This piece was written by an education activist from Nigeria.
One day girls in Borno, Nigeria were free to attend public school, the next they were turned away.
Borno Governor Babagana Zulum issued a new directive in April 2021 that mandates all students must pay N,1000 into a government-monitored account before they can resume classes. Under the previous administration, school fees were not mandatory. The government implemented this directive in the wake of an economic crisis and insurgency that displaced millions of people. But the effects have been disastrous. The new policy is placing additional financial burden on families with already limited resources and preventing students across the state from going to school until they submit their payment. Experts predict an increase in dropout rates for girls across the state as a result of this mandate.
Education in Nigeria is supposed to be free. Yet, it is common for schools to collect additional money (or “ hidden fees”) from students to make up for the government’s inadequate spending on education. The recent report Hiding in Plain Sight: The impact of hidden fees on universal basic education in Borno and Kaduna state found that almost half of these hidden fees go toward the Parent Teacher Associations, groups that are supposed to supplement where schools lack but are often unable to function due to corruption. The second most common fee is for examinations, which students pay once a session. Most other fees are miscellaneous and pay for furniture, sports or security. Many schools also require families to provide non-discretionary items like uniforms, stationary and books.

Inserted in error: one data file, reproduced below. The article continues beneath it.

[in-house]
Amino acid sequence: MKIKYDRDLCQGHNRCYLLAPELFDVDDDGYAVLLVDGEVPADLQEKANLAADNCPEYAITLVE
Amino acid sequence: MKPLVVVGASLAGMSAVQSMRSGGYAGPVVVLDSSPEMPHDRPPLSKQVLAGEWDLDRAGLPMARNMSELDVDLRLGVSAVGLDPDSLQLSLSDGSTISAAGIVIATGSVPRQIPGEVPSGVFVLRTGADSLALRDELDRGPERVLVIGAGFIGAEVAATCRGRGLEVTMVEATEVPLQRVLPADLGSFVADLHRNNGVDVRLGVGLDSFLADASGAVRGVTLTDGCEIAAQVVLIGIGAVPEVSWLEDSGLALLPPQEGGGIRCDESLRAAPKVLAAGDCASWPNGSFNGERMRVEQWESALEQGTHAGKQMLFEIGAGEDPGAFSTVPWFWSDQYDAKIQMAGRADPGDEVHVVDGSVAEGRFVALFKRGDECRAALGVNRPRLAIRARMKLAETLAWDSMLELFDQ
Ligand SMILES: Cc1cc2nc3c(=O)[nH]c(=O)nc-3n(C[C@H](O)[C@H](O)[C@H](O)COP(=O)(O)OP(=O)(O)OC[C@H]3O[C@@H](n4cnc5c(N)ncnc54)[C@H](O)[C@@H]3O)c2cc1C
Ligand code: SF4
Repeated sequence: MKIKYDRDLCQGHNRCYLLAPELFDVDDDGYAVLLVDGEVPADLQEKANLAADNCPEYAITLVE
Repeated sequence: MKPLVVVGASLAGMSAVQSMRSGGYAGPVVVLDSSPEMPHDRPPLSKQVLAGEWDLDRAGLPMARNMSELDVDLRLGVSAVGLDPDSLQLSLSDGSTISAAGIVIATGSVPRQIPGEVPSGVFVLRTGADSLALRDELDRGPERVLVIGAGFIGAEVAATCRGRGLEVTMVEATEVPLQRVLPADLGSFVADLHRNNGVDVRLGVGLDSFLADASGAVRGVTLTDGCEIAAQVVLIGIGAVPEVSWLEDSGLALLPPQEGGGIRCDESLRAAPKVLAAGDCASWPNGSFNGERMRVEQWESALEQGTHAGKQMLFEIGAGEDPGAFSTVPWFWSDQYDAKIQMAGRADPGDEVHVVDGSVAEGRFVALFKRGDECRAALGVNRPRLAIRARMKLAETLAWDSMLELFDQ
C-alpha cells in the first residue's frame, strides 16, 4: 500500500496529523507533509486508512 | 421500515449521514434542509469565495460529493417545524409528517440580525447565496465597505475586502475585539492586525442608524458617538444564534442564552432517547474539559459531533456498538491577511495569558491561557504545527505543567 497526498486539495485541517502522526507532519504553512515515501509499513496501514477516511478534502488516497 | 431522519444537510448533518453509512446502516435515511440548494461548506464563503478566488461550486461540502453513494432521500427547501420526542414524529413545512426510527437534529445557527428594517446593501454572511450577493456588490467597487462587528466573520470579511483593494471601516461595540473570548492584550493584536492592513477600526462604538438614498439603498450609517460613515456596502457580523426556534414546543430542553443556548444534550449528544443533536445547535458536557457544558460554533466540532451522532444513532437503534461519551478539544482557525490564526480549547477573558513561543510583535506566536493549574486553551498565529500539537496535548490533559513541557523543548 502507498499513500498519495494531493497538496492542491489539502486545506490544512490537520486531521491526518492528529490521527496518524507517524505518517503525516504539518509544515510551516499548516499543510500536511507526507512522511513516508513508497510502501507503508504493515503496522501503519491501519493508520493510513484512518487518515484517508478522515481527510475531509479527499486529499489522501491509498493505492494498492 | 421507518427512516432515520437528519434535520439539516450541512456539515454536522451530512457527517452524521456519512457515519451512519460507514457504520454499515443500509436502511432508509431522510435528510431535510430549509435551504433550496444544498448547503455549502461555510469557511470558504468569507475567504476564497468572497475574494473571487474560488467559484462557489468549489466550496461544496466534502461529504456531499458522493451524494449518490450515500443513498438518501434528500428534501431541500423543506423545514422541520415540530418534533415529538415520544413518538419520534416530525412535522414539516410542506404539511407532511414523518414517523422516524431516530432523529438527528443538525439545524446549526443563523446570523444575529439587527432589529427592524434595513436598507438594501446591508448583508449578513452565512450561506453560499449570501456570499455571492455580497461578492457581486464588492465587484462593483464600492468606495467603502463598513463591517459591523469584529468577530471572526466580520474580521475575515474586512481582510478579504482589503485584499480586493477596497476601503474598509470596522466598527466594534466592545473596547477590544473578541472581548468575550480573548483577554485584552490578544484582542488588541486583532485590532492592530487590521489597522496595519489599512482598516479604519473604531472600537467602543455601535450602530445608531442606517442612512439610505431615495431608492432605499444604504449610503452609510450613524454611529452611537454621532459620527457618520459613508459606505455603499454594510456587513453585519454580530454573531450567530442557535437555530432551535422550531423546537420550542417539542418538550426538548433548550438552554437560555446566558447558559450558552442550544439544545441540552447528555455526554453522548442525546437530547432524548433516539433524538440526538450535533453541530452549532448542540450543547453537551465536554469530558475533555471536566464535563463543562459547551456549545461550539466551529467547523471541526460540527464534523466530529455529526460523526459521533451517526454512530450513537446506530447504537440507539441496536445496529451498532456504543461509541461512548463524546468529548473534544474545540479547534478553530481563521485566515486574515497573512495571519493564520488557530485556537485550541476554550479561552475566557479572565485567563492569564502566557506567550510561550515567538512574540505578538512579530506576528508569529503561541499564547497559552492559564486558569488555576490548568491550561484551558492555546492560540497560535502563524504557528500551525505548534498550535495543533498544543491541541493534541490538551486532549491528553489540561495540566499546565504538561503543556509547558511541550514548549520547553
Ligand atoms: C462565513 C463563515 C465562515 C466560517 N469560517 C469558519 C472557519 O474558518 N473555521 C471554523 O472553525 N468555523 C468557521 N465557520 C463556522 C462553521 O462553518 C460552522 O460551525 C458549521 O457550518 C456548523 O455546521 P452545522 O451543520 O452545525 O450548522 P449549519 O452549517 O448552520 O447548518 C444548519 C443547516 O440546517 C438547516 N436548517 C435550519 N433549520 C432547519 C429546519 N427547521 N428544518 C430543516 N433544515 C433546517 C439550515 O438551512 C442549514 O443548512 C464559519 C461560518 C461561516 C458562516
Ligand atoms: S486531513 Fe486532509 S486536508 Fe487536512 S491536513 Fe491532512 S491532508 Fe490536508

In Borno, poverty is one of the main barriers keeping students from learning — disproportionately impacting girls and young women. When families can’t afford to pay hidden fees, girls are the first to be removed from school, often forced to secure low-paying jobs, get married or take on more household responsibilities.
As a teacher and education activist, I work with young women every day and know how eager they are to learn. I worked with a 14-year-old girl named Umaimah who dreamt of becoming a doctor and giving back to her community. After school she would joyfully spread the news of her achievements to friends, families or anyone in the neighborhood willing to listen. But after her father passed away last year, her mother struggled to afford food for their family of eight and keep up with the many compulsory school fees throughout the year. Umaimah was forced to leave school and help her mother sell bean cakes by the roadside. No child should have to choose between eating and going to school.
By underinvesting in education and making students like Umaimah pay to learn, Nigeria’s government is sabotaging its own future. Evidence shows that education equality can prevent conflict, improve public health and help us mitigate the impacts of climate change. Furthermore, if all girls completed secondary school, it could lead to $30 trillion in global economic growth. Yet last year, the Nigerian government spent only 6.7% of its budget on education. The international benchmark for spending on education is 20%. Insufficient funding makes it harder for schools to provide quality education and forces them to charge hidden fees.
Local activists are working tirelessly to keep students enrolled in school. They are distributing free learning materials to students, creating community coalition groups to advocate for policy changes and educating community leaders and parents about the consequences of hidden fees.
We need Borno’s leaders to care just as much. We need them to reverse the directive and abolish all hidden fees so that all students can learn.